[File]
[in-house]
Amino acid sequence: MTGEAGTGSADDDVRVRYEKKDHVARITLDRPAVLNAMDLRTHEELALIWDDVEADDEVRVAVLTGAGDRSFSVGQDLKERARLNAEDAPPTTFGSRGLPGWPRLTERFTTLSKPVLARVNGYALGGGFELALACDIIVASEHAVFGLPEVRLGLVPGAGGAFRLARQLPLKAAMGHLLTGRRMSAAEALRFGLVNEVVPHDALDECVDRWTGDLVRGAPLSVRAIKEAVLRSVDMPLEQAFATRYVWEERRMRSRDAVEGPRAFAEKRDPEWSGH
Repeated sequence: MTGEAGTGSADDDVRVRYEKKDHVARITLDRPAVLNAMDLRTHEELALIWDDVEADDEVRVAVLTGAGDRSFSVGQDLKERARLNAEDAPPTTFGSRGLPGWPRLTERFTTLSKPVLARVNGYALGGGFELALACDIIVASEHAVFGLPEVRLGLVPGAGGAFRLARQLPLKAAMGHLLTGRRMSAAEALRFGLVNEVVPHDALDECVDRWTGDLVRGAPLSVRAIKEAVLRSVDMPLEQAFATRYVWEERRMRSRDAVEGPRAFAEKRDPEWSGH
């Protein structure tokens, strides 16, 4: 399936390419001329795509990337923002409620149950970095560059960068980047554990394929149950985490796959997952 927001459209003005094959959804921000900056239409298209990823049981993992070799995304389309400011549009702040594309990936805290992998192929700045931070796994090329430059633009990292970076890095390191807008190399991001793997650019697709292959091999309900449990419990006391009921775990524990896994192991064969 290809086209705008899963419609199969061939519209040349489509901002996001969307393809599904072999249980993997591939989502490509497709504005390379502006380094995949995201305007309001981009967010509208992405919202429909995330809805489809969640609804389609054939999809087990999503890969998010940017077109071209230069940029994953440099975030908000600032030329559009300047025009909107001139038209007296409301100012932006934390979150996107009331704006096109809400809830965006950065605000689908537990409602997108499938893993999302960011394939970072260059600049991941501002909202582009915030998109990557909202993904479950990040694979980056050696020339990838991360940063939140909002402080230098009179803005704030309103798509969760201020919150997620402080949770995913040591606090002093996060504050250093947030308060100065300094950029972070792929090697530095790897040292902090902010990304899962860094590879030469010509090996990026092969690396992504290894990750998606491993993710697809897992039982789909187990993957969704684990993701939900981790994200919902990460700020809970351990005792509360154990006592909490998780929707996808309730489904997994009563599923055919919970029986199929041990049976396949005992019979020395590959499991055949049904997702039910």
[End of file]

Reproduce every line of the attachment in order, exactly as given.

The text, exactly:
[in-house]
Amino acid sequence: MTGEAGTGSADDDVRVRYEKKDHVARITLDRPAVLNAMDLRTHEELALIWDDVEADDEVRVAVLTGAGDRSFSVGQDLKERARLNAEDAPPTTFGSRGLPGWPRLTERFTTLSKPVLARVNGYALGGGFELALACDIIVASEHAVFGLPEVRLGLVPGAGGAFRLARQLPLKAAMGHLLTGRRMSAAEALRFGLVNEVVPHDALDECVDRWTGDLVRGAPLSVRAIKEAVLRSVDMPLEQAFATRYVWEERRMRSRDAVEGPRAFAEKRDPEWSGH
Repeated sequence: MTGEAGTGSADDDVRVRYEKKDHVARITLDRPAVLNAMDLRTHEELALIWDDVEADDEVRVAVLTGAGDRSFSVGQDLKERARLNAEDAPPTTFGSRGLPGWPRLTERFTTLSKPVLARVNGYALGGGFELALACDIIVASEHAVFGLPEVRLGLVPGAGGAFRLARQLPLKAAMGHLLTGRRMSAAEALRFGLVNEVVPHDALDECVDRWTGDLVRGAPLSVRAIKEAVLRSVDMPLEQAFATRYVWEERRMRSRDAVEGPRAFAEKRDPEWSGH
């Protein structure tokens, strides 16, 4: 399936390419001329795509990337923002409620149950970095560059960068980047554990394929149950985490796959997952 927001459209003005094959959804921000900056239409298209990823049981993992070799995304389309400011549009702040594309990936805290992998192929700045931070796994090329430059633009990292970076890095390191807008190399991001793997650019697709292959091999309900449990419990006391009921775990524990896994192991064969 290809086209705008899963419609199969061939519209040349489509901002996001969307393809599904072999249980993997591939989502490509497709504005390379502006380094995949995201305007309001981009967010509208992405919202429909995330809805489809969640609804389609054939999809087990999503890969998010940017077109071209230069940029994953440099975030908000600032030329559009300047025009909107001139038209007296409301100012932006934390979150996107009331704006096109809400809830965006950065605000689908537990409602997108499938893993999302960011394939970072260059600049991941501002909202582009915030998109990557909202993904479950990040694979980056050696020339990838991360940063939140909002402080230098009179803005704030309103798509969760201020919150997620402080949770995913040591606090002093996060504050250093947030308060100065300094950029972070792929090697530095790897040292902090902010990304899962860094590879030469010509090996990026092969690396992504290894990750998606491993993710697809897992039982789909187990993957969704684990993701939900981790994200919902990460700020809970351990005792509360154990006592909490998780929707996808309730489904997994009563599923055919919970029986199929041990049976396949005992019979020395590959499991055949049904997702039910």